Harriman architects Lisa Sawin and Mark Lee present an updated budget for the proposed $125 million Edward Little High School to the Auburn School Committee on Wednesday night. The committee approved the school’s design and budget. The proposal goes to the City Council on Monday.  (Sun Journal photo by Andree Kehn)

AUBURN — The School Committee voted unanimously Wednesday night to ask voters to pay $15 million for extra amenities at the proposed $125 million Edward Little High School.

The state’s share of the project is $109 million, or 87 percent.

The local money, if approved, would fund an athletic complex, including a stadium, a 1,200-seat performing arts center, more space for programs and parking, and part of the geothermal system. The state does not cover these and other items.

The project will go before the City Council on Monday night.

On March 13, residents will be asked to weigh in during a straw vote from 6 to 7 p.m. at the high school gym. Although the vote is nonbinding, it’s required by the state to gauge community support.

Residents will have the final say during a June 11 referendum.


If approved, the school would open in 2023.

Supporters say it would be the best in the state.

The school would be 281,000 square feet, or 65 percent larger than the high school on Harris Street. It would be built on the same site.

Among the features are geothermal heating and cooling, which would be paid for in less than two years from energy savings, a wing for career and technical courses, a beauty parlor and a cafe where students would serve the public.

If plans and funds are approved, there would be a top-notch athletic field with artificial turf, field lighting, an eight-lane track, grandstands and a concessions building.

The artificial turf would allow the community greater access to play time, including the early spring, said Marc Gosselin, director of the Auburn Recreation and Sports Facilities Department. Artificial fields don’t have to be constantly maintained or treated with pesticides, he said.


“It would be a real miss for us not to take advantage of this opportunity,” Gosselin said.

The cost to local property taxpayers would be an additional $96 a year for a property valued at $150,000 in fiscal year 2022-23, School Department Adam Hanson said. The next year, additional taxes for that $150,000 property would be about $94, plus $31 for school operational costs.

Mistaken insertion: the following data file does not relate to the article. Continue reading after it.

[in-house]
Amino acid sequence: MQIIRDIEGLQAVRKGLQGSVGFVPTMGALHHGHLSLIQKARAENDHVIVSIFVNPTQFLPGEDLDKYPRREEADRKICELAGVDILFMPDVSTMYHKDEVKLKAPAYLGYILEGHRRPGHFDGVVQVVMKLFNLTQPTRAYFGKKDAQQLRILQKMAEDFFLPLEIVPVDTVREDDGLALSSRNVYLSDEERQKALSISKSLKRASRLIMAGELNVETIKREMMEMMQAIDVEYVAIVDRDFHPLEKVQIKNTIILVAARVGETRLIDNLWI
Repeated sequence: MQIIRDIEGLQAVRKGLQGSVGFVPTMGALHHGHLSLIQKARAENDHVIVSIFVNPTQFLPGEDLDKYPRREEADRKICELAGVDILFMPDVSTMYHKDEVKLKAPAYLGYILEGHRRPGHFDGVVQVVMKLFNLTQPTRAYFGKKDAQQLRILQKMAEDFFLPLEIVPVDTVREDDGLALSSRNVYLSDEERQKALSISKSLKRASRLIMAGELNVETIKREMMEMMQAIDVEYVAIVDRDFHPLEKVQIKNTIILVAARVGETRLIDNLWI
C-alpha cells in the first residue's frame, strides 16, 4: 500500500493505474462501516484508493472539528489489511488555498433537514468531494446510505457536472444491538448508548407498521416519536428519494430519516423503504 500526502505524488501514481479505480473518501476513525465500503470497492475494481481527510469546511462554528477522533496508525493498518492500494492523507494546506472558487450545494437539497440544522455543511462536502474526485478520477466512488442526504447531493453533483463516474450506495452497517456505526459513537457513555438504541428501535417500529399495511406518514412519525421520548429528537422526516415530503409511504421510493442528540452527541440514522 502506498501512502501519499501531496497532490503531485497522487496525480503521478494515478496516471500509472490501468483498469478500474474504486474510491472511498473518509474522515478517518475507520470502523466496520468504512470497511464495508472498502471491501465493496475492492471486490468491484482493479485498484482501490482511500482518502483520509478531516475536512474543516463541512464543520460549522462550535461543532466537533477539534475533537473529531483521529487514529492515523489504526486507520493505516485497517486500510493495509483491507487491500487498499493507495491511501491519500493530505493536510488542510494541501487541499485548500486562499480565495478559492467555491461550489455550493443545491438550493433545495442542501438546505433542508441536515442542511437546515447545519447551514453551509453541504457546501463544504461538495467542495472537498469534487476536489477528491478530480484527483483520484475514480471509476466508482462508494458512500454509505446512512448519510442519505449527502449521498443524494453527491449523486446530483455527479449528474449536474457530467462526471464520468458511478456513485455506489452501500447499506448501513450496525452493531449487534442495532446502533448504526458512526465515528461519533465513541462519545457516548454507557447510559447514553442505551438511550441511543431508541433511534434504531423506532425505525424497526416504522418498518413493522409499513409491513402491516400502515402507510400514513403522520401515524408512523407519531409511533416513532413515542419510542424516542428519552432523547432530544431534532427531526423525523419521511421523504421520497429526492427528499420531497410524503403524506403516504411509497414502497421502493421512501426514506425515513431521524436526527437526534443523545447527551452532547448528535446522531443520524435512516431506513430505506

Officials are hoping a fundraising campaign will help reduce the extra taxes for the school. The campaign will offer large gift donors — residents, alumni or business organizations — to naming rights to the stadium, performing arts, fields or facilities.

“Behind the scenes we are working on large gifts,” Superintendent Katy Grondin said. “We have a fundraising spot on our website, https://newelhs.auburnschl.edu/”

The fundraising campaign will start after the June referendum, if voters approve the project.

After the School Committee vote, Chairman Tom Kendall thanked Harriman architects for a school design and concept the community can be proud of, he said. The school will “serve our students and this community and yield us all the benefits this new high school will bring. There’s still work to be done, but we’re happy to be where we are.”


Last week, the School Committee was planning to ask Auburn voters to spend $16.48 million, but on Monday city councilors said the highest they’d support would be $15 million.

For now, a second turf field has been taken out of the proposal with the idea if there’s enough money as construction progresses, it will be put back in. And $1 million for the performing arts center has been taken out of the local bond, with the $1 million coming instead from multiple years of capital improvement allotments bonded every year.




Only subscribers are eligible to post comments. Please subscribe or login first for digital access. Here’s why.

Use the form below to reset your password. When you've submitted your account email, we will send an email with a reset code.